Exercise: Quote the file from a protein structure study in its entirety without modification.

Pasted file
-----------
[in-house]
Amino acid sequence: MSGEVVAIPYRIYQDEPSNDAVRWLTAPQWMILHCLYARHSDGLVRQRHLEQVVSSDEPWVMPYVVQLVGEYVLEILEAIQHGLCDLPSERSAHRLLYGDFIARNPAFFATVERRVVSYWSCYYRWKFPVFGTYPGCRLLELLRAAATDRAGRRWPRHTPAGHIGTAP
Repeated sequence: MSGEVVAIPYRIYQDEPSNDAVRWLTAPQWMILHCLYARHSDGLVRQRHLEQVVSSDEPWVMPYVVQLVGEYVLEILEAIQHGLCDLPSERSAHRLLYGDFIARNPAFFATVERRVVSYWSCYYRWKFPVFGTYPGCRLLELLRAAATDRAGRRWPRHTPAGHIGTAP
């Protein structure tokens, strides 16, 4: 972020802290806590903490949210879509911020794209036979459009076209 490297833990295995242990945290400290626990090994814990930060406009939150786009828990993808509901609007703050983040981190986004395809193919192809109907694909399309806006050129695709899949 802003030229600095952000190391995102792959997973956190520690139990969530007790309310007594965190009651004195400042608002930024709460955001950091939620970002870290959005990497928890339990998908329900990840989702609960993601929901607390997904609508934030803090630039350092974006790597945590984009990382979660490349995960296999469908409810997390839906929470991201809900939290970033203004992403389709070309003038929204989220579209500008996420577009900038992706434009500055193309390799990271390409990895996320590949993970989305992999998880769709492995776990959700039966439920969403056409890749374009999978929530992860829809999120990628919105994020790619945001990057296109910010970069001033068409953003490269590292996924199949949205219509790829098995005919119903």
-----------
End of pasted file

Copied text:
[in-house]
Amino acid sequence: MSGEVVAIPYRIYQDEPSNDAVRWLTAPQWMILHCLYARHSDGLVRQRHLEQVVSSDEPWVMPYVVQLVGEYVLEILEAIQHGLCDLPSERSAHRLLYGDFIARNPAFFATVERRVVSYWSCYYRWKFPVFGTYPGCRLLELLRAAATDRAGRRWPRHTPAGHIGTAP
Repeated sequence: MSGEVVAIPYRIYQDEPSNDAVRWLTAPQWMILHCLYARHSDGLVRQRHLEQVVSSDEPWVMPYVVQLVGEYVLEILEAIQHGLCDLPSERSAHRLLYGDFIARNPAFFATVERRVVSYWSCYYRWKFPVFGTYPGCRLLELLRAAATDRAGRRWPRHTPAGHIGTAP
């Protein structure tokens, strides 16, 4: 972020802290806590903490949210879509911020794209036979459009076209 490297833990295995242990945290400290626990090994814990930060406009939150786009828990993808509901609007703050983040981190986004395809193919192809109907694909399309806006050129695709899949 802003030229600095952000190391995102792959997973956190520690139990969530007790309310007594965190009651004195400042608002930024709460955001950091939620970002870290959005990497928890339990998908329900990840989702609960993601929901607390997904609508934030803090630039350092974006790597945590984009990382979660490349995960296999469908409810997390839906929470991201809900939290970033203004992403389709070309003038929204989220579209500008996420577009900038992706434009500055193309390799990271390409990895996320590949993970989305992999998880769709492995776990959700039966439920969403056409890749374009999978929530992860829809999120990628919105994020790619945001990057296109910010970069001033068409953003490269590292996924199949949205219509790829098995005919119903």